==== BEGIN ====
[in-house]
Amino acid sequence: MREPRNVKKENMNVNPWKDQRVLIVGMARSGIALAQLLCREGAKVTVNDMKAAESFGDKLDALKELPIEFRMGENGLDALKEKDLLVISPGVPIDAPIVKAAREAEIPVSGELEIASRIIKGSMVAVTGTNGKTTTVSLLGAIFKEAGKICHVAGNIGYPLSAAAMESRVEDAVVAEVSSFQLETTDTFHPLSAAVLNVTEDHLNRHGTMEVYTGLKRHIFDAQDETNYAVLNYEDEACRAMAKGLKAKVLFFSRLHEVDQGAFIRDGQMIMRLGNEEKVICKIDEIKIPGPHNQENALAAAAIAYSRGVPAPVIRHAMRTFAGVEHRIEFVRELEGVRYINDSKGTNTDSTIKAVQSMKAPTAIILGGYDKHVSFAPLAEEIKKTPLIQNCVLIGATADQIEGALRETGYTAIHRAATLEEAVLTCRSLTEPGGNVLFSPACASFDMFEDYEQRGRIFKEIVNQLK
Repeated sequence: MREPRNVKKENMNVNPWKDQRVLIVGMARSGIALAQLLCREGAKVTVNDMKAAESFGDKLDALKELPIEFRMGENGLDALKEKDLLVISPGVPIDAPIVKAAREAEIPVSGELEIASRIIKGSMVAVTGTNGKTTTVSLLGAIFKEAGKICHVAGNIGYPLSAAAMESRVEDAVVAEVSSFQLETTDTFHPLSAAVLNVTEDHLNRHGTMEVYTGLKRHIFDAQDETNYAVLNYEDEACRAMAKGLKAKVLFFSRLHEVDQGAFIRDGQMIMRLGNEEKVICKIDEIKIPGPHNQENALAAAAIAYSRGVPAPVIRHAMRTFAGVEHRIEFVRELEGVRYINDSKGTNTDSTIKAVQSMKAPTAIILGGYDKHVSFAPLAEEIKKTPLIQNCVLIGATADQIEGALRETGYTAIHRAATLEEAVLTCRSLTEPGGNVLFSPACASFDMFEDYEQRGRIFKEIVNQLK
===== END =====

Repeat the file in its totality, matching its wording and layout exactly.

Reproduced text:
[in-house]
Amino acid sequence: MREPRNVKKENMNVNPWKDQRVLIVGMARSGIALAQLLCREGAKVTVNDMKAAESFGDKLDALKELPIEFRMGENGLDALKEKDLLVISPGVPIDAPIVKAAREAEIPVSGELEIASRIIKGSMVAVTGTNGKTTTVSLLGAIFKEAGKICHVAGNIGYPLSAAAMESRVEDAVVAEVSSFQLETTDTFHPLSAAVLNVTEDHLNRHGTMEVYTGLKRHIFDAQDETNYAVLNYEDEACRAMAKGLKAKVLFFSRLHEVDQGAFIRDGQMIMRLGNEEKVICKIDEIKIPGPHNQENALAAAAIAYSRGVPAPVIRHAMRTFAGVEHRIEFVRELEGVRYINDSKGTNTDSTIKAVQSMKAPTAIILGGYDKHVSFAPLAEEIKKTPLIQNCVLIGATADQIEGALRETGYTAIHRAATLEEAVLTCRSLTEPGGNVLFSPACASFDMFEDYEQRGRIFKEIVNQLK
Repeated sequence: MREPRNVKKENMNVNPWKDQRVLIVGMARSGIALAQLLCREGAKVTVNDMKAAESFGDKLDALKELPIEFRMGENGLDALKEKDLLVISPGVPIDAPIVKAAREAEIPVSGELEIASRIIKGSMVAVTGTNGKTTTVSLLGAIFKEAGKICHVAGNIGYPLSAAAMESRVEDAVVAEVSSFQLETTDTFHPLSAAVLNVTEDHLNRHGTMEVYTGLKRHIFDAQDETNYAVLNYEDEACRAMAKGLKAKVLFFSRLHEVDQGAFIRDGQMIMRLGNEEKVICKIDEIKIPGPHNQENALAAAAIAYSRGVPAPVIRHAMRTFAGVEHRIEFVRELEGVRYINDSKGTNTDSTIKAVQSMKAPTAIILGGYDKHVSFAPLAEEIKKTPLIQNCVLIGATADQIEGALRETGYTAIHRAATLEEAVLTCRSLTEPGGNVLFSPACASFDMFEDYEQRGRIFKEIVNQLK